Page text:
Agile localization is a localization process based on the principles of agile development. It is based on software iterations rather than final content delivery. It consists of shorter release cycles, is more flexible, and quick in responding to change.
Agile localization makes translation part of the continuous development cycle instead of an extra step to take after the versions are ready for launch. This way, the internationalization of the source – as a previous step to localization – already takes place in the design phase.
What makes agile localization so popular?
Traditionally, companies would follow a waterfall approach that allows for up to two release cycles per year. With the technological advancements and speed in development of software, applications, products, and services, the pace has accelerated substantially.
This led to a variety of change propositions for traditionally run companies. One of those proposed changes is the agile approach. This approach has found wide adoption in the software industry, but is also more and more employed in businesses of other industries.
According to the agile manifesto, products and services, as well as their development, should be:
- Focused on people and interactions with them,
- Actually working,
- Based on collaboration with customers, among staff, and between different departments,
- Allowing for the ability to respond to change quickly.
Based on these principles, businesses started to adapt the agile approach for the localization process as well. Especially in the tech and software environment focusing on global expansion and reach, it makes sense to implement the localization into the development cycle.
Other industries have followed suit and agile localization quickly rises to become a standard for many industries. The differences, in practice, have an effect on a variety of tasks, people, and tools and lead to major advantages for localization as a whole.
Some of these advantages are the following:
- Shorter release cycles,
- Swift reaction to changes and adjustment,
- Leveraging previous localization content for updates,
- Cutting time and cost for localization,
- Use of different localization tools that facilitate an agile localization approach,
- Active and direct collaboration between developers, localization managers, and translators.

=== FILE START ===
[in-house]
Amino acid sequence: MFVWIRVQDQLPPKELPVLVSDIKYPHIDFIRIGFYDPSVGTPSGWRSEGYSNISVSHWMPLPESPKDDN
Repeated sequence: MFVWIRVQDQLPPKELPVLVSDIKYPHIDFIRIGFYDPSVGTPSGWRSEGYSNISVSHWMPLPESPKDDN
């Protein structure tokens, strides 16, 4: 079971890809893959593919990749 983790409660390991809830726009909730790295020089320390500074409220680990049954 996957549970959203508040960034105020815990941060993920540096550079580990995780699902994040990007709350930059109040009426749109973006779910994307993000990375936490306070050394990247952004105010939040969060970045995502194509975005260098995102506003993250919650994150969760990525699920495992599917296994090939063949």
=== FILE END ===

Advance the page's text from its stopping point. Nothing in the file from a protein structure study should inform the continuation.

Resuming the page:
What does agile localization look like in practice?
Similarly to other agile approaches, agile localization is done in group stages, which are set apart by intervals called “scrums”. These scrums can also be broken down further into sprints.
Sprints are sessions where the involved staff works together to provide a solution to a very specific problem. After a sprint, a practicable solution should be found that can then be implemented. For localization, that means that the intervals follow specific steps within the localization process.
Here is an overview of the core steps for agile localization:
- Choose a localization management tool,
- Prepare for translation and internationalization,
- Extract the copy for translation,
- Submit the copy for translation,
- Review the translated content,
- Integrate the translation,
- Test the localization,
- Publish the localization.
Each individual involved in the agile localization process should be clear on where to step in and which tasks to tackle. The use of a localization management tool designed to support agile localization allows for a great overview of all the intervals and timeframes connected to them.
What are the advantages of agile localization?
If an agile localization approach is adopted by suitable companies, it leads to an acceleration of the overall localization process and maintains high-quality standards, while reducing time and expenditure substantially.
The flexibility and readiness for quick changes within an automated environment help keep frustration levels low and forecasting turns into a more realistic process. Finally, it facilitates scalability and continuous product development in the long run.